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Jacobsen Syndrome

written by: •edited by: Paul Arnold•updated: 12/3/2009

Jacobsen syndrome is a rare genetic disorder. It affects an individual's physical and mental development. People with Jacobsen syndrome are missing a portion of chromosome 11.

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    A Rare Disorder

    Jacobsen syndrome is a rare genetic abnormality that is found in approximately 1 in 100,000 births. It is named for genetictist Dr. Petrea Jacobsen, who described the syndrome in 1973. A child born with Jacobsen syndrome will have a pear-shaped face. He or she will have learning difficulties that may range from mild to severe in some cases.The youngster may have language delays and may grow at a slower rate than would be expected in a normal child.

    Congenital heart defects are not uncommon, and some of them may require surgery to correct. An individual with Jacobsen syndrome may bruise easily and and have difficulty getting bleeding stopped due to a low platelet count. People living with the syndrome are also prone to respiratory difficulties and gastrointestinal problems, such as deformities in the area leading from the stomach to the small intestine.

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    Causes

    Jacobsen syndrome is caused by the lack of a small portion of a chromosome when conception occurs. Chromosomes contain the DNA code that determines how the cells in the body will grow and develop. Genes resemble a beaded necklace, and each cell normally contains 23 pairs of chromosomes. For a person with Jacobsen syndrome, a small portion of chromosome 11 is not present. The reason why a portion of this chromosome is missing is not known. The syndrome affects females more often than males.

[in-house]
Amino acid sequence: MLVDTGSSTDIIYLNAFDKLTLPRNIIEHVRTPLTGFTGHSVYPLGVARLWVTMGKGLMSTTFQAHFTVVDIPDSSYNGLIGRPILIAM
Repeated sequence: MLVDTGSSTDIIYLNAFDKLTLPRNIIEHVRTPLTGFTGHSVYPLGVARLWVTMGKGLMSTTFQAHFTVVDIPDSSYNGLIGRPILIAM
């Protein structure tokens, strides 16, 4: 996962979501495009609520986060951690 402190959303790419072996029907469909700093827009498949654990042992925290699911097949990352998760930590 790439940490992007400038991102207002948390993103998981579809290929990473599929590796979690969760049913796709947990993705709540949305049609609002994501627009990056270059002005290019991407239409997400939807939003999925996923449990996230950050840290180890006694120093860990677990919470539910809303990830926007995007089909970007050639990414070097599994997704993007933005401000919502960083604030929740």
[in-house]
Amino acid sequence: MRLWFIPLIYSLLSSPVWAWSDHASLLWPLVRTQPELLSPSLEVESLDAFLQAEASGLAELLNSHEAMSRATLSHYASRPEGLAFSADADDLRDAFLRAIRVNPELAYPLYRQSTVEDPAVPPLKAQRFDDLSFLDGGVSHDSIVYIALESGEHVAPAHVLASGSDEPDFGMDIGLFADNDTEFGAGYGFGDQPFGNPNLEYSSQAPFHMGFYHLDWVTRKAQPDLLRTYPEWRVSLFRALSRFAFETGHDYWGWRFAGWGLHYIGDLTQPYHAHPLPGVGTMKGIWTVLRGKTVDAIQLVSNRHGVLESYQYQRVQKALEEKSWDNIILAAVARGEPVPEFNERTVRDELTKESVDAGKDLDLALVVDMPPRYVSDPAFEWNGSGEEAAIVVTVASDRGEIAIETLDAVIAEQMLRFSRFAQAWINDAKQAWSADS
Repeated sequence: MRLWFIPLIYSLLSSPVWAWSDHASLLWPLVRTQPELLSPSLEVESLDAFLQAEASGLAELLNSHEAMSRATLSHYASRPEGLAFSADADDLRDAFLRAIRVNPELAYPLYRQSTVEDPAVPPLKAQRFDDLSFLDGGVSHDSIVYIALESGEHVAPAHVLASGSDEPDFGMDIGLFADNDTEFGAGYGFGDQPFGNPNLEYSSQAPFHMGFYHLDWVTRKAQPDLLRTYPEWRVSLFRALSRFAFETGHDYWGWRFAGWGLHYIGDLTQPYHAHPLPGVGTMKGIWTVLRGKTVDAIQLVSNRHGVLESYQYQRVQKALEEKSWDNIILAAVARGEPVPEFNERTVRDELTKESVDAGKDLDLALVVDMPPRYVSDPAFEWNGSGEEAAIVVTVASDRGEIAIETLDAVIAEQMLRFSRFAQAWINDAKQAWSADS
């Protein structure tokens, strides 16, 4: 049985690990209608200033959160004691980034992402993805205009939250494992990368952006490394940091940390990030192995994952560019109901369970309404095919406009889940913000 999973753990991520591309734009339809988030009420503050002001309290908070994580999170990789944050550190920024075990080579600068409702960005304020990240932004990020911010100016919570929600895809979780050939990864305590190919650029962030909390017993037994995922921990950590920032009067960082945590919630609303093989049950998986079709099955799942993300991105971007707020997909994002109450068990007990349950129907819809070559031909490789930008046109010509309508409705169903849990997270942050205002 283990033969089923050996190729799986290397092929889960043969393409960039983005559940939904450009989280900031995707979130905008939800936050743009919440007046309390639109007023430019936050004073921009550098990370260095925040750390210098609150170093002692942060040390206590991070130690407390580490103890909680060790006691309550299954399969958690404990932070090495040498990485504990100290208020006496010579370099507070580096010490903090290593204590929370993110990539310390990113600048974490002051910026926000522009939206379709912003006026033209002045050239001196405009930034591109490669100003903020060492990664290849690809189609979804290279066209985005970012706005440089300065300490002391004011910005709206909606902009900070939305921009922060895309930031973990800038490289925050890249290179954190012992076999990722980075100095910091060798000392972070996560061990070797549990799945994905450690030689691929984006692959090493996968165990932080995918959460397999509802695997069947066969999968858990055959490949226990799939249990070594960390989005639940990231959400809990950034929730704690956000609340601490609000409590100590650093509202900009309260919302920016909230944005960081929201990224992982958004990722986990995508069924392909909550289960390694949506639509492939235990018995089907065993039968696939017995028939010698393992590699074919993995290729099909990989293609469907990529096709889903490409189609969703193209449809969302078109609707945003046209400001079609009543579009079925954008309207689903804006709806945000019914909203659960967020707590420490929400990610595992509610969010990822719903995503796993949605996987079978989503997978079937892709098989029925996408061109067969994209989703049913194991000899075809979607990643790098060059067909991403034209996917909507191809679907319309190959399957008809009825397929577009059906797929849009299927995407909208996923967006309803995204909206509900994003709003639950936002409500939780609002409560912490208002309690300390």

Doctors are unable to diagnose the presence of Jacobsen Syndrome before birth. Since it is a rare condition, having a brother or a sister with Jacobsen's doesn't mean that other children in the family are at a higher risk of being born with this genetic defect.

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    Causes of Death Associated with Jacobsen Syndrome

    A person with Jacobsen syndrome is at an increased risk of dying due to complications from a congenital heart defect or bleeding. Over time, treatment of congenital heart problems is improving, and so is the life expectancy for those born with this rare disorder.